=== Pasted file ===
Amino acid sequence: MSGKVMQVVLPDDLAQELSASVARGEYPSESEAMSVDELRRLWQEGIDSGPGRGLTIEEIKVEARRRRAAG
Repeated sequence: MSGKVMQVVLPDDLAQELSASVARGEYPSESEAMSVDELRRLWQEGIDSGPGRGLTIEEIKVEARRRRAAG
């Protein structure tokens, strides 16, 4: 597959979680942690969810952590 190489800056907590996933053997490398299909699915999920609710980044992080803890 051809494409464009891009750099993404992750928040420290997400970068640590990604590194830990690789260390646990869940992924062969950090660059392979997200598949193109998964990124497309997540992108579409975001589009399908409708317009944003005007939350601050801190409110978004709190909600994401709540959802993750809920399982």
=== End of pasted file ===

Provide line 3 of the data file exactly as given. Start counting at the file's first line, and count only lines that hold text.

């Protein structure tokens, strides 16, 4: 597959979680942690969810952590 190489800056907590996933053997490398299909699915999920609710980044992080803890 051809494409464009891009750099993404992750928040420290997400970068640590990604590194830990690789260390646990869940992924062969950090660059392979997200598949193109998964990124497309997540992108579409975001589009399908409708317009944003005007939350601050801190409110978004709190909600994401709540959802993750809920399982």